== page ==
page provides additional info on the Doug's 2014 Amazon Basin/ Ecuador
trip(some details may change). This trip is 10 days, the exact dates not yet
determined, but we usually go in late October and costs about $2100, varying
with the cost of jet fuel.
As presently planned, in October, 2014 myself and about 10 photographers will travel to Quito, Ecuador. We will photograph the capital city of Ecuador, then head south along the Andes mountains, down the PanAmerican highway then off on what is called the Sigehos Loop to end up at a lake in the top of a volcano; Quilotoa Laguna. Yep; that's the crater lake you see pictured on the "Trips Page". This lake is high and shrouded in mist, very photogenic. If you like you can hike down into the crater.
We'll probably stay there until dusk then head on to a place called Posada de Tiqua. This is a working farm, a hacienda that is 125 (not a typo) years old... and they accepts guests. We'll stay there for two nights. Everything we eat is raised on the farm and it's delicious. At night we'll drag out the tripods and shoot the stars. At 12,000 feet, the clear, pollution-free, humidity free air makes for great astral photography. In the morning photograph the ideginous farmers milking cows, with steam rising of the hot milk, back lit by the rising sun. Mid day you can hike down to the sort of village to a small school. The indigenous kids there are glad to see you and they love to have their pictures taken.
After the second night we'll load up and go on to Pujili and it's indigenous market. This is not a tourist market; it's local farmers doing what people have always done.
From there we will travel to Banos, which isn't the Spanish word for bathroom...it's the Spanish word for bath. The hot springs that naturally flow out of the volcanos have been used for bathing for centuries. By here we are seriously dropping altitude. And that means waterfalls, steep gorges with cable cars, and beautiful valleys.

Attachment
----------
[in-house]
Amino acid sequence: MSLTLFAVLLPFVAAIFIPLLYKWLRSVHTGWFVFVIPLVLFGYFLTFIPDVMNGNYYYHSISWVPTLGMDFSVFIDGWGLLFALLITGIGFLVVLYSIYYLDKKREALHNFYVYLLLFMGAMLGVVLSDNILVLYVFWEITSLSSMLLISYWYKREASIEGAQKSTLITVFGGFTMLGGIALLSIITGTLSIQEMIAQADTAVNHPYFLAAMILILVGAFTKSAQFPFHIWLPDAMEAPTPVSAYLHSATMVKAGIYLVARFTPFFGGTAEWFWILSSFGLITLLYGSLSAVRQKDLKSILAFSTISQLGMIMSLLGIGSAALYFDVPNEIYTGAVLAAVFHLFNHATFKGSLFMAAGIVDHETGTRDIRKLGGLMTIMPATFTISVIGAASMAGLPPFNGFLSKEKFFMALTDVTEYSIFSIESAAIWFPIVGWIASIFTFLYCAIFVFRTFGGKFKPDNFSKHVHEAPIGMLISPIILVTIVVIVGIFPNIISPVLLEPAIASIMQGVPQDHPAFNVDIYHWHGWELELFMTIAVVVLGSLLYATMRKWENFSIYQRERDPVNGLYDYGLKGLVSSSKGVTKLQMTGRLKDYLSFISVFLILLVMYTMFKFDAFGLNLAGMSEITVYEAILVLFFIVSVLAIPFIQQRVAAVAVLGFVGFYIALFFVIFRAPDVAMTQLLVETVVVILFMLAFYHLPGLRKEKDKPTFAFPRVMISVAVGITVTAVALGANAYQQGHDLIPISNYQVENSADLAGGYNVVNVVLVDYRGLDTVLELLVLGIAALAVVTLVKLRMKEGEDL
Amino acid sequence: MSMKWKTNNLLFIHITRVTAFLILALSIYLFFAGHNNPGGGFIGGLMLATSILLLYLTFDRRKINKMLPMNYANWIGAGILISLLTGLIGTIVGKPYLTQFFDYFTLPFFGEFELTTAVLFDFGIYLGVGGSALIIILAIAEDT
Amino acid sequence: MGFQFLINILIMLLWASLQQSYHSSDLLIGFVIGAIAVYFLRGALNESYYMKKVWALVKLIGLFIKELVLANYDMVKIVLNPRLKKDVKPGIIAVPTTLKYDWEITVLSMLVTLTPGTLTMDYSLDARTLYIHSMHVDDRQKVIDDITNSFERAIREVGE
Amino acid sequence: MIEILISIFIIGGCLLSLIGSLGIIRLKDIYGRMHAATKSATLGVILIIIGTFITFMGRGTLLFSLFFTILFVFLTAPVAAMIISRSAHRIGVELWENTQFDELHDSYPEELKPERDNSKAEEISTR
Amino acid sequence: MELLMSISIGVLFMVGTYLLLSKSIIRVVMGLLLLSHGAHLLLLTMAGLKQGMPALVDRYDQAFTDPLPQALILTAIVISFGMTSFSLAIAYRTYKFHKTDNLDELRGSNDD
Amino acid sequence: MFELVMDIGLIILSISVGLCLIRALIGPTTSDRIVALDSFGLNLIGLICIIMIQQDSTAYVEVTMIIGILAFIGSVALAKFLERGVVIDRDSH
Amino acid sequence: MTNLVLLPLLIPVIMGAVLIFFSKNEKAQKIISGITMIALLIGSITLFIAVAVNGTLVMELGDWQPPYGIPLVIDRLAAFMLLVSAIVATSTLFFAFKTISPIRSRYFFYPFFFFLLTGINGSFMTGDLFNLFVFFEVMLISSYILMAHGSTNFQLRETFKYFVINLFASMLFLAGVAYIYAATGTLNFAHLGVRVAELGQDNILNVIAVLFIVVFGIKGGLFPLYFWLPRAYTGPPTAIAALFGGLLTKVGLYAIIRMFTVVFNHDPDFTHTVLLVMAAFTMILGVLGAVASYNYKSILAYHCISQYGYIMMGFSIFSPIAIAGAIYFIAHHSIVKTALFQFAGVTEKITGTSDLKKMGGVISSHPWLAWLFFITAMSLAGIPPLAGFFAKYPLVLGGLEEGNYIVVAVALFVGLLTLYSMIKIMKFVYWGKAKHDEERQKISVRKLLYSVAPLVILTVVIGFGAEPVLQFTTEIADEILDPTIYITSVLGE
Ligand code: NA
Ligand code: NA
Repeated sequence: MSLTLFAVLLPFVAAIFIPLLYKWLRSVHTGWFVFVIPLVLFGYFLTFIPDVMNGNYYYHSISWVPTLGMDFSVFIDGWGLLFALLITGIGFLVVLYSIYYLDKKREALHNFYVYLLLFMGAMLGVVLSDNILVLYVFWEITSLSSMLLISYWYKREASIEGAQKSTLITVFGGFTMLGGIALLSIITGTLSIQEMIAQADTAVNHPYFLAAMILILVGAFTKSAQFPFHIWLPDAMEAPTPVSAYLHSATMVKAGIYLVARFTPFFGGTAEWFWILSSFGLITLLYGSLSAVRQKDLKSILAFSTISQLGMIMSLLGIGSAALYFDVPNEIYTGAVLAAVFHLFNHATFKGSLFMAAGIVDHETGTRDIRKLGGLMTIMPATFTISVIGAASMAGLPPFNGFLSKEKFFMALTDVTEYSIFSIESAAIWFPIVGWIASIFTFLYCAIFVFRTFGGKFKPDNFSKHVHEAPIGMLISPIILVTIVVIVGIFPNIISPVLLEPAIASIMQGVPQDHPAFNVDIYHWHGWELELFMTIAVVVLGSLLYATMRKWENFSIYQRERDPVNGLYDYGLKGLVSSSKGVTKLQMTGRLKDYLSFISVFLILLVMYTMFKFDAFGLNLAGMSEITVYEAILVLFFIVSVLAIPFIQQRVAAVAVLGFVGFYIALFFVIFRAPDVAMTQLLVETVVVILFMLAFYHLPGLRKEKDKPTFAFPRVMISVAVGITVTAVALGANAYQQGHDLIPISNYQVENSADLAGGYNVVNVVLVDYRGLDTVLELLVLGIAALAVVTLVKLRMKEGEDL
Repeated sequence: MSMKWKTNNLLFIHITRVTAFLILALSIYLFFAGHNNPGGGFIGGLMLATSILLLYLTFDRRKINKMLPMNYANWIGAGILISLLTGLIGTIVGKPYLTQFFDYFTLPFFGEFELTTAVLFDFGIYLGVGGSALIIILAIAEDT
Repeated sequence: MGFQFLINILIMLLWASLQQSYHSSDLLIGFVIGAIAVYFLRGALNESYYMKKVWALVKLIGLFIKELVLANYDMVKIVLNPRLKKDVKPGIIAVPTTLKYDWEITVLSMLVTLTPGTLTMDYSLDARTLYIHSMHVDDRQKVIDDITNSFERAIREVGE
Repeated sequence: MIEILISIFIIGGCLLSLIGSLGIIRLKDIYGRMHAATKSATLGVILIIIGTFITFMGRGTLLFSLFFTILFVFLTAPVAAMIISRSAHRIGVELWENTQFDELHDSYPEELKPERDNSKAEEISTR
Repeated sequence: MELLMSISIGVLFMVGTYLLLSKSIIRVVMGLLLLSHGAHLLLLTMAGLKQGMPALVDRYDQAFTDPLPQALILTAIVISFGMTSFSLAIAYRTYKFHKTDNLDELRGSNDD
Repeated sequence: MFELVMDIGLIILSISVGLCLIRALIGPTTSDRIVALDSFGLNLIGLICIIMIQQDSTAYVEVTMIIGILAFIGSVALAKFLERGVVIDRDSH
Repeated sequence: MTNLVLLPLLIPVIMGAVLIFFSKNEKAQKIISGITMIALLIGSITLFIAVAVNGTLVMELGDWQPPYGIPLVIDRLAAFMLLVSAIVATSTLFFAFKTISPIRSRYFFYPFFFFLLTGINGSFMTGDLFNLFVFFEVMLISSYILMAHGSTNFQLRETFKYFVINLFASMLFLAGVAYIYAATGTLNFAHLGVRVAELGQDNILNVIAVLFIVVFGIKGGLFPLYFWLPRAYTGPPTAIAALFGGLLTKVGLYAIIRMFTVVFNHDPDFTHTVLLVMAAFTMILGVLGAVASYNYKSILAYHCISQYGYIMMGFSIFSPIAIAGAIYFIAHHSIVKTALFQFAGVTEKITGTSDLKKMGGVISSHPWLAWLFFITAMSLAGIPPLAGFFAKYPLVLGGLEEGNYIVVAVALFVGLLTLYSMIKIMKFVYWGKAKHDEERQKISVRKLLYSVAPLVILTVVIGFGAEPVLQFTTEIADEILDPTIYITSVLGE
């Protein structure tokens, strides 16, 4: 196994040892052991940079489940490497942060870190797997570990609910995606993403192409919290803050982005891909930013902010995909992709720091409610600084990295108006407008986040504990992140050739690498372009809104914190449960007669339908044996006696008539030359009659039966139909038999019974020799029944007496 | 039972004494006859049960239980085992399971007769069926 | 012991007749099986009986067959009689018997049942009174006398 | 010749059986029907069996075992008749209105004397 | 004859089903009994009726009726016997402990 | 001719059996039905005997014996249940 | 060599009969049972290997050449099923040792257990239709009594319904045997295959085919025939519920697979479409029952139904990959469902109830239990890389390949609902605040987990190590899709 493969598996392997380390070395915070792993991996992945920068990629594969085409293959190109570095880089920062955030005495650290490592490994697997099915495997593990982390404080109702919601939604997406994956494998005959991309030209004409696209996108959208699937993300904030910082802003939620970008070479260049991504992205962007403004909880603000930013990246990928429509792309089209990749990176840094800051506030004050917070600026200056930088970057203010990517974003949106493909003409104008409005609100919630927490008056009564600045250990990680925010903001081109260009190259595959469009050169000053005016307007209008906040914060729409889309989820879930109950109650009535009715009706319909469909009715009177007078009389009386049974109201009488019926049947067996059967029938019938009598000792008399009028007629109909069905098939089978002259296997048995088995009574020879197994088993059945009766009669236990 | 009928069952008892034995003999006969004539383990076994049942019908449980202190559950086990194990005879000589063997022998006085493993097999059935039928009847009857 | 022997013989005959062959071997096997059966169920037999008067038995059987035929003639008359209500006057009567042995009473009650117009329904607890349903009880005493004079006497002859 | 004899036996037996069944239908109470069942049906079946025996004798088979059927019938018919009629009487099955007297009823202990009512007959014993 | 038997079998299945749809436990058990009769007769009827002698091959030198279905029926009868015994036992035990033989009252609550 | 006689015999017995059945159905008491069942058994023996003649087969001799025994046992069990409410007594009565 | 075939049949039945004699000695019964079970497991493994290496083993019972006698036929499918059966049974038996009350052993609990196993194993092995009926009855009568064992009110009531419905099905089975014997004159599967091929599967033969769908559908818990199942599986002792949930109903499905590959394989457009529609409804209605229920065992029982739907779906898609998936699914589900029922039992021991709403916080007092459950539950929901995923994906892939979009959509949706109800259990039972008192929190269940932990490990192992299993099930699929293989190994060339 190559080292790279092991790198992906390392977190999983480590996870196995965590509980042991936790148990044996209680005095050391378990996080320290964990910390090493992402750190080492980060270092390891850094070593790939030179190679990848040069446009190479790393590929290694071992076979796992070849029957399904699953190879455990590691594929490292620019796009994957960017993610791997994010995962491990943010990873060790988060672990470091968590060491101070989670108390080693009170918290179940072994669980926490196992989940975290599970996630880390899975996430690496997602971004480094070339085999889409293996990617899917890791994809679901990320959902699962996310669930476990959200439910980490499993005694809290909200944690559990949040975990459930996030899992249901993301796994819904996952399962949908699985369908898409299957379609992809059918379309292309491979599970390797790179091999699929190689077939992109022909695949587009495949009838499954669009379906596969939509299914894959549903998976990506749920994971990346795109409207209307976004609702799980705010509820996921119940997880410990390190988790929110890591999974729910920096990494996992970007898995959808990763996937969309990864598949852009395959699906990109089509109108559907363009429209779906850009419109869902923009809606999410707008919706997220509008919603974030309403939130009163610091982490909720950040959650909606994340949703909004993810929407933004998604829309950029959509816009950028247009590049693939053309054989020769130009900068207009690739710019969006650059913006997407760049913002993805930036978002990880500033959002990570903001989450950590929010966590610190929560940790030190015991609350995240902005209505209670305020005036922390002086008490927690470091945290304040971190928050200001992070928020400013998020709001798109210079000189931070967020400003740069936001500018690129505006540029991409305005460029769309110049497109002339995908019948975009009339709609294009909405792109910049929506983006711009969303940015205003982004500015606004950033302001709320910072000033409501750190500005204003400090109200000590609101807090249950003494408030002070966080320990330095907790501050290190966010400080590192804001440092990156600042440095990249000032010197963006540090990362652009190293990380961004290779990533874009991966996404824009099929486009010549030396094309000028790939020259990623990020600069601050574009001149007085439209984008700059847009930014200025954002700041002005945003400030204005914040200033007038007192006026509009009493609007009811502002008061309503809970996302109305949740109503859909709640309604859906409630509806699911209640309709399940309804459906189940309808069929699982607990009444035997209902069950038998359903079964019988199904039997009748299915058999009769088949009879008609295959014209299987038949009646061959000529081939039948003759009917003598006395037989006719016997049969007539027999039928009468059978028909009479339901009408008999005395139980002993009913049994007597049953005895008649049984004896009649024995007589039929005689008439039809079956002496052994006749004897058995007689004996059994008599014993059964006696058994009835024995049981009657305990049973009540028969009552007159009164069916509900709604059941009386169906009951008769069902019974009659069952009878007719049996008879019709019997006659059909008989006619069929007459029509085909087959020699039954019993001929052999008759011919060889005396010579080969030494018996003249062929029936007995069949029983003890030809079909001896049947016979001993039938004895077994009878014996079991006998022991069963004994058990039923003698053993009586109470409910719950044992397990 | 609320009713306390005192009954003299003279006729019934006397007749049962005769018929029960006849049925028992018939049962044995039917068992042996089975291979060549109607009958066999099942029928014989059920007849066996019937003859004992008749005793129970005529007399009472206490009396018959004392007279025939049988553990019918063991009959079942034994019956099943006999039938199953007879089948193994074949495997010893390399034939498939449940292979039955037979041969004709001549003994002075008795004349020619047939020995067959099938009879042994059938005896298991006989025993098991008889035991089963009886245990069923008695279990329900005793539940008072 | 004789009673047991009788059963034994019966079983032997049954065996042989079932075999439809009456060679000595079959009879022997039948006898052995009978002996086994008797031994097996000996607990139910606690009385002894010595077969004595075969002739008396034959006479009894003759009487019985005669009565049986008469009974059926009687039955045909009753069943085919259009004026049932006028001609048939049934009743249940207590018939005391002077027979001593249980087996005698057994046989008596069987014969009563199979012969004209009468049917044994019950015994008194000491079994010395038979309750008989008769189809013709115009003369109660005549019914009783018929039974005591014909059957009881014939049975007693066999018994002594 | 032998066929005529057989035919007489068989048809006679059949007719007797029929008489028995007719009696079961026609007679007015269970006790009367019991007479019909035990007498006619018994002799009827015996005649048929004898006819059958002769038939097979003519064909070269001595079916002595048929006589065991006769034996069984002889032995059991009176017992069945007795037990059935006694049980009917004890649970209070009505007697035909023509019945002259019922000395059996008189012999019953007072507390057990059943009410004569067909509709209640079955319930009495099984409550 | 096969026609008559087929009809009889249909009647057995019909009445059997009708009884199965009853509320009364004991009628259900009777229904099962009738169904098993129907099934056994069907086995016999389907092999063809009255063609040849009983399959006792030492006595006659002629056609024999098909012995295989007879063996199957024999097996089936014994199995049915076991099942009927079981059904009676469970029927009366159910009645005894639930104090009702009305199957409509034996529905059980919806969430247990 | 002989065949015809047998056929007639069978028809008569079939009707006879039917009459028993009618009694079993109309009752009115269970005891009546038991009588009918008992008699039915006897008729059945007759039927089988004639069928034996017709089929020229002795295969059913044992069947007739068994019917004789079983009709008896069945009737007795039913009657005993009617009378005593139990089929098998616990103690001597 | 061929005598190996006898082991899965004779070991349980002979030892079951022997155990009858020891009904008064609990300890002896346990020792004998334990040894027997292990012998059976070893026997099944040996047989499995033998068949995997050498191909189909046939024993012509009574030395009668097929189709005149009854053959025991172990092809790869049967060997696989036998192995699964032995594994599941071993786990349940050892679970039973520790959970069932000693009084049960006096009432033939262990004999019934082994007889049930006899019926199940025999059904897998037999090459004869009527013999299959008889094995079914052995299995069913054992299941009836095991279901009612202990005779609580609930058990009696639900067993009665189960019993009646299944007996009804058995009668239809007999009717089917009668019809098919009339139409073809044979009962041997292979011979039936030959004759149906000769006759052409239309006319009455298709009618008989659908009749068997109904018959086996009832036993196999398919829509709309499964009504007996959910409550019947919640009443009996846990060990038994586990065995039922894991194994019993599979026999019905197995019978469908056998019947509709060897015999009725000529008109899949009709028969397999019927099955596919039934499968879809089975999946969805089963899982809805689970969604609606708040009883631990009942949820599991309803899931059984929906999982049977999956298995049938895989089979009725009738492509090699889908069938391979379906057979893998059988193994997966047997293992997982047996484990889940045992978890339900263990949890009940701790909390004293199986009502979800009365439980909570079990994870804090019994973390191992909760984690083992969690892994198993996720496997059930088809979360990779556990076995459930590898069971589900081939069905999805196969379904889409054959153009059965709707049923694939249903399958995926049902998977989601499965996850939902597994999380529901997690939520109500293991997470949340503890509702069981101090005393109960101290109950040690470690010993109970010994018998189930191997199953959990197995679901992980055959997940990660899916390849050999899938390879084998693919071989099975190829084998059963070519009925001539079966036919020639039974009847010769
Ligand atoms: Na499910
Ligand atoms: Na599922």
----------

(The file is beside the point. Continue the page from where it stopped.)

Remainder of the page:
This will take us most of the day, but we will finally turn off the road and follow a dirt road through the jungle, eventually crossing a river; the Rio Arajuno, a tributary of the great Amazon River. There, a canoe will be waiting for us, to take us up river to the Arajuno Jungle Lodge. The lodge was built by Tom Larson, a 20 year veteran of the Peace Corps.
It's a small, remote place. Sometimes we see three-toed sloths in the trees, all sorts of amazing insects, many birds. While the lodge is remote, it's comfortable. The bungelows are quaint, each has it's own shower. The lodge has it's own water filtration system, solar panels for electricity, and even hot water.
For several days the lodge will be our home base as we venture out to hike the rain forest, spend a day with an indigenous village, and a day visiting an animal sanctuary. Finally we'll take the canoe back to the bridge, pick up our bus again and take a different route back, over the South American conteniental divide, through the cloud forest and back into Quito, then head out for the United States the following day.
there is a lot of other info in the links, please feel free to
email me or call me if you have any questions; 918-688-9606(I'm
in the central time zone).
If you want to go with us, email me today Updated November 5,2013.